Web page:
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Emancipated minor repeatedly rejected for credit card

By  |  Published: February 8, 2017

Opening Credits
Columnist Erica Sandberg
Erica Sandberg is a prominent personal finance authority and author of "Expecting Money: The Essential Financial Plan for New and Growing Families." She writes "Opening Credits," a weekly reader Q&A column about issues for people who are new to credit, for CreditCards.com.

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Question Dear Opening Credits,
I have a question about how emancipated minors can get a credit card. I have tried with several banks, but they said they don't allow that, at least not until you are 18. They said it doesn't matter whether you're emancipated or not, you still have to be of age. Can you tell me exactly which banks will allow you to get a credit card, please? – Oscar

Answer

Dear Oscar,
I’m afraid you’ve hit the allowed versus available wall. In most cases, card applicants must be at least 18 years old, since that’s the age at which a person can enter into a legally binding contract. Emancipated minors (individuals between 14 and 17 who are living independently and have completed the legal process of being freed from adult guardianship) can be exceptions, but generally face an uphill climb when trying to apply for a credit card as most major card issuers stick closely to the 18-years-old rule. 

Like all lenders, credit card issuers want to be certain that the account will be managed appropriately. As long as they’re not discriminatory, these companies are able to deny applicants based on the following factors:

  • Income. The amount of money you bring in is essential because it proves to the issuer that you have means to repay what you charge – or at the very least cover the minimum monthly payment.
  • Credit history. Even if you have an income (and you probably do, because one of the requirements for emancipation is that you are financially independent), a credit history is also important to credit issuers. Information listed on consumer credit reports is the basis for credit scores, which issuers check to determine eligibility. Without any experience having and using credit products, you’re likely going to be turned down for an unsecured card in your own name. Since you’re too young to have a credit history, chances are high that this is a major reason credit card issuers are rejecting you.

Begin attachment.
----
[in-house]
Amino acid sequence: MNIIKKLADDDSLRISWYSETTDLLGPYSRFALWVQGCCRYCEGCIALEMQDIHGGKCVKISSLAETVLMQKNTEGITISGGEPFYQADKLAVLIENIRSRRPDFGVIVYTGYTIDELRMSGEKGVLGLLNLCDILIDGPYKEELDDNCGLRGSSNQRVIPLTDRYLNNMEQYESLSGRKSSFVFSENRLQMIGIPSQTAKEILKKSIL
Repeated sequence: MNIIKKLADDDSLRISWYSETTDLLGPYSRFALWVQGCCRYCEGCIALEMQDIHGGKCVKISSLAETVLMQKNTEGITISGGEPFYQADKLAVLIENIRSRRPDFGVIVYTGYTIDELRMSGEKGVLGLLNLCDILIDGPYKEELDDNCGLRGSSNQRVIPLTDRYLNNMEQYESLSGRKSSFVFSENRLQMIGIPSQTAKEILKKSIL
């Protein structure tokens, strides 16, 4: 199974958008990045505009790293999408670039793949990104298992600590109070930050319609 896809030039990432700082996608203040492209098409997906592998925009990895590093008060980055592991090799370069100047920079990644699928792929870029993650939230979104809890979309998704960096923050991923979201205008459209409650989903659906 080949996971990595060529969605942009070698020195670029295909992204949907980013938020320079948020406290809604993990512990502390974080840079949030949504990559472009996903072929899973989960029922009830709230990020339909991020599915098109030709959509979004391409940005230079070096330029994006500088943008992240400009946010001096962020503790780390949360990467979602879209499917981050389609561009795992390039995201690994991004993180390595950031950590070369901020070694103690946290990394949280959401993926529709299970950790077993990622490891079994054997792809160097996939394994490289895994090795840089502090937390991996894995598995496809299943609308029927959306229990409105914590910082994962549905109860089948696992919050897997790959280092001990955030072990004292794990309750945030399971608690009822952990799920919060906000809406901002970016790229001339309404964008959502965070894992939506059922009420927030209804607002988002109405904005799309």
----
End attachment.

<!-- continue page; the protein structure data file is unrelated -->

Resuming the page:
I'm not surprised you are having a hard time getting a credit issuer to give you a card. Still, you don’t have to give up quite yet. You may want to try with a credit union. For example, Navy Federal Credit Union, according to its website, says: “If you’re under the age of 21, you’ll need to show that you have an independent ability to pay, or you may need a co-signer, someone who is willing to pay your credit card debt if you can’t. If you’re under the age of 18, you may need to show that you’re an emancipated minor, or otherwise are able to legally contract.” The catch? You or a family member would have to be affiliated with the armed services in some way in order for you to become a member of that credit union.

In fact, credit unions may be your best bet, since their policies tend to be a little more forgiving than the major credit issuers. Some offer membership to people based on location (for example, your city and state), others for certain professions. Check out all that apply to you, and ask about how the credit unions deal with emancipated minors and credit cards.

Whichever credit issuer you pursue, a credit history will go a long way toward acceptance. To create one quickly, consider becoming an authorized user on a trusted family member’s credit card account.

As an authorized user, you would have access to that person's line of credit, but not the legal responsibility for repayment. The best part is that the card and its payment history will appear on your credit report, and you’ll build a credit history with it. If you do go this route, it is essential that you treat the account owner and the card with the utmost respect. Follow every charging and repayment rule the owner establishes.

Once you’ve been an authorized user for a year or so, check your credit scores. You can get a free VantageScore at My.CreditCards.com or a free FICO score from Discover. When your credit scores are in the high 600s or low 700s, you should be able to get a card on your own. After that, you can then remove yourself as an authorized user on the other card. 

If your scores aren’t quite where they should be to qualify for a regular credit card, you may have to start with a secured card, but that’s OK. Secured cards work the same way unsecured cards do, only they’re guaranteed by a cash deposit. Use your secured card responsibly and you’ll be on your way to a great credit rating before most kids are in their second year of college!

See related: 10 ways students can build good credit, Emancipated minors may get freedom, but don't count on credit

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Updated: 08-18-2017

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